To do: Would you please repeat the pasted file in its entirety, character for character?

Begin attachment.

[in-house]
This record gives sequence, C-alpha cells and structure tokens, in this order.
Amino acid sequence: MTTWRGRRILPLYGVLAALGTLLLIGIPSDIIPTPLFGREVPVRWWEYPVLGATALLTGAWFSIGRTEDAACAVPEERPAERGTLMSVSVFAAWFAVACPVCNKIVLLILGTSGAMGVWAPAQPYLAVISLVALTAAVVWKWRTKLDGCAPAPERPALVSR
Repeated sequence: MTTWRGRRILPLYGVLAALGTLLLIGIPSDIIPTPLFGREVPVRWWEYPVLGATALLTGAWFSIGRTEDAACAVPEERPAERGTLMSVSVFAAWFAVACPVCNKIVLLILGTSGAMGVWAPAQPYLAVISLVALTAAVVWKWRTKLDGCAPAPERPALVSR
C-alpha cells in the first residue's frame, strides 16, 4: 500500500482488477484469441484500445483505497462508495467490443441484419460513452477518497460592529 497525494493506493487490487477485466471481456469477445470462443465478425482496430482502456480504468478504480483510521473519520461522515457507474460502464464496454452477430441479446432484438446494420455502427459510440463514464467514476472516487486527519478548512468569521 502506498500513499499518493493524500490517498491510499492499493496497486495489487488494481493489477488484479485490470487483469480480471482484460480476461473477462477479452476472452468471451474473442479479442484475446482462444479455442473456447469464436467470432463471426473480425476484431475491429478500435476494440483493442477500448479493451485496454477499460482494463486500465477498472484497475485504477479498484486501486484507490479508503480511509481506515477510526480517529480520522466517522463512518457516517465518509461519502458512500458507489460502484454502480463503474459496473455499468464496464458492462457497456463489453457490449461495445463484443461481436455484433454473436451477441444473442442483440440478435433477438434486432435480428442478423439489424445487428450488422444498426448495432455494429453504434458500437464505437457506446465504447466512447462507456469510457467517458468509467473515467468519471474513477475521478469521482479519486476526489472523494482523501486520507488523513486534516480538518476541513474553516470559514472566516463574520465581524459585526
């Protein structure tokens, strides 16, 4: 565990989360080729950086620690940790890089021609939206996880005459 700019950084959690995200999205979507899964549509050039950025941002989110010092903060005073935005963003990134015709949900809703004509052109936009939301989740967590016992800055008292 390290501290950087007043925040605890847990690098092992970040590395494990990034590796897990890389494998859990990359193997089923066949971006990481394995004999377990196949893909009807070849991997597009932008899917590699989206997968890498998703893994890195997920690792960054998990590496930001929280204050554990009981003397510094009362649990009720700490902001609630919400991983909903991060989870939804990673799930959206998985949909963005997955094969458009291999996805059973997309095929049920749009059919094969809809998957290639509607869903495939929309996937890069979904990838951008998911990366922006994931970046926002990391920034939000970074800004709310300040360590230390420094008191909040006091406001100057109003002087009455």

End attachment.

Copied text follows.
[in-house]
This record gives sequence, C-alpha cells and structure tokens, in this order.
Amino acid sequence: MTTWRGRRILPLYGVLAALGTLLLIGIPSDIIPTPLFGREVPVRWWEYPVLGATALLTGAWFSIGRTEDAACAVPEERPAERGTLMSVSVFAAWFAVACPVCNKIVLLILGTSGAMGVWAPAQPYLAVISLVALTAAVVWKWRTKLDGCAPAPERPALVSR
Repeated sequence: MTTWRGRRILPLYGVLAALGTLLLIGIPSDIIPTPLFGREVPVRWWEYPVLGATALLTGAWFSIGRTEDAACAVPEERPAERGTLMSVSVFAAWFAVACPVCNKIVLLILGTSGAMGVWAPAQPYLAVISLVALTAAVVWKWRTKLDGCAPAPERPALVSR
C-alpha cells in the first residue's frame, strides 16, 4: 500500500482488477484469441484500445483505497462508495467490443441484419460513452477518497460592529 497525494493506493487490487477485466471481456469477445470462443465478425482496430482502456480504468478504480483510521473519520461522515457507474460502464464496454452477430441479446432484438446494420455502427459510440463514464467514476472516487486527519478548512468569521 502506498500513499499518493493524500490517498491510499492499493496497486495489487488494481493489477488484479485490470487483469480480471482484460480476461473477462477479452476472452468471451474473442479479442484475446482462444479455442473456447469464436467470432463471426473480425476484431475491429478500435476494440483493442477500448479493451485496454477499460482494463486500465477498472484497475485504477479498484486501486484507490479508503480511509481506515477510526480517529480520522466517522463512518457516517465518509461519502458512500458507489460502484454502480463503474459496473455499468464496464458492462457497456463489453457490449461495445463484443461481436455484433454473436451477441444473442442483440440478435433477438434486432435480428442478423439489424445487428450488422444498426448495432455494429453504434458500437464505437457506446465504447466512447462507456469510457467517458468509467473515467468519471474513477475521478469521482479519486476526489472523494482523501486520507488523513486534516480538518476541513474553516470559514472566516463574520465581524459585526
């Protein structure tokens, strides 16, 4: 565990989360080729950086620690940790890089021609939206996880005459 700019950084959690995200999205979507899964549509050039950025941002989110010092903060005073935005963003990134015709949900809703004509052109936009939301989740967590016992800055008292 390290501290950087007043925040605890847990690098092992970040590395494990990034590796897990890389494998859990990359193997089923066949971006990481394995004999377990196949893909009807070849991997597009932008899917590699989206997968890498998703893994890195997920690792960054998990590496930001929280204050554990009981003397510094009362649990009720700490902001609630919400991983909903991060989870939804990673799930959206998985949909963005997955094969458009291999996805059973997309095929049920749009059919094969809809998957290639509607869903495939929309996937890069979904990838951008998911990366922006994931970046926002990391920034939000970074800004709310300040360590230390420094008191909040006091406001100057109003002087009455």